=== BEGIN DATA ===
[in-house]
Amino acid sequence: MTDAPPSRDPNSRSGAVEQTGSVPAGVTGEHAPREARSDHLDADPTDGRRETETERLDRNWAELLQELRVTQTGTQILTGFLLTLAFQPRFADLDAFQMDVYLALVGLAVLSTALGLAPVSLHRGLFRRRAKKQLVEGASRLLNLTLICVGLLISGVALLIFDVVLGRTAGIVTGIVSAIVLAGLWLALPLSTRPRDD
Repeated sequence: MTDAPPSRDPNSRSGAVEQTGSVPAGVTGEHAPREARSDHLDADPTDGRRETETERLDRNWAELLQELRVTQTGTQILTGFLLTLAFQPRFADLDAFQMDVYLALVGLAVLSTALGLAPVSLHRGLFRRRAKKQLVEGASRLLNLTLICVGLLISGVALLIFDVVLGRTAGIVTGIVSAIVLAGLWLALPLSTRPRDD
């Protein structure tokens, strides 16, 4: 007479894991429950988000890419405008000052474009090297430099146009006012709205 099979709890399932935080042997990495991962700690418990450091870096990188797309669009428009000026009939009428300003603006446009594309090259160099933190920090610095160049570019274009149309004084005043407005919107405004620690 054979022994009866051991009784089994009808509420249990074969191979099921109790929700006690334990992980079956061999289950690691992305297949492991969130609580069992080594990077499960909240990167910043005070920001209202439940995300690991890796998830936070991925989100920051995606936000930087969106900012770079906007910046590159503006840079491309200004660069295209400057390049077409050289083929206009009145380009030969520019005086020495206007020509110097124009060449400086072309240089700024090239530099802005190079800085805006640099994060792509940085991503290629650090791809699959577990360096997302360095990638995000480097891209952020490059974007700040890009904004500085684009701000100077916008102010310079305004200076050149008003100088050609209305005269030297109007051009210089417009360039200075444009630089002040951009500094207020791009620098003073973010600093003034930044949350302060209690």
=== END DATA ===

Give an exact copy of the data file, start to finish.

[in-house]
Amino acid sequence: MTDAPPSRDPNSRSGAVEQTGSVPAGVTGEHAPREARSDHLDADPTDGRRETETERLDRNWAELLQELRVTQTGTQILTGFLLTLAFQPRFADLDAFQMDVYLALVGLAVLSTALGLAPVSLHRGLFRRRAKKQLVEGASRLLNLTLICVGLLISGVALLIFDVVLGRTAGIVTGIVSAIVLAGLWLALPLSTRPRDD
Repeated sequence: MTDAPPSRDPNSRSGAVEQTGSVPAGVTGEHAPREARSDHLDADPTDGRRETETERLDRNWAELLQELRVTQTGTQILTGFLLTLAFQPRFADLDAFQMDVYLALVGLAVLSTALGLAPVSLHRGLFRRRAKKQLVEGASRLLNLTLICVGLLISGVALLIFDVVLGRTAGIVTGIVSAIVLAGLWLALPLSTRPRDD
């Protein structure tokens, strides 16, 4: 007479894991429950988000890419405008000052474009090297430099146009006012709205 099979709890399932935080042997990495991962700690418990450091870096990188797309669009428009000026009939009428300003603006446009594309090259160099933190920090610095160049570019274009149309004084005043407005919107405004620690 054979022994009866051991009784089994009808509420249990074969191979099921109790929700006690334990992980079956061999289950690691992305297949492991969130609580069992080594990077499960909240990167910043005070920001209202439940995300690991890796998830936070991925989100920051995606936000930087969106900012770079906007910046590159503006840079491309200004660069295209400057390049077409050289083929206009009145380009030969520019005086020495206007020509110097124009060449400086072309240089700024090239530099802005190079800085805006640099994060792509940085991503290629650090791809699959577990360096997302360095990638995000480097891209952020490059974007700040890009904004500085684009701000100077916008102010310079305004200076050149008003100088050609209305005269030297109007051009210089417009360039200075444009630089002040951009500094207020791009620098003073973010600093003034930044949350302060209690």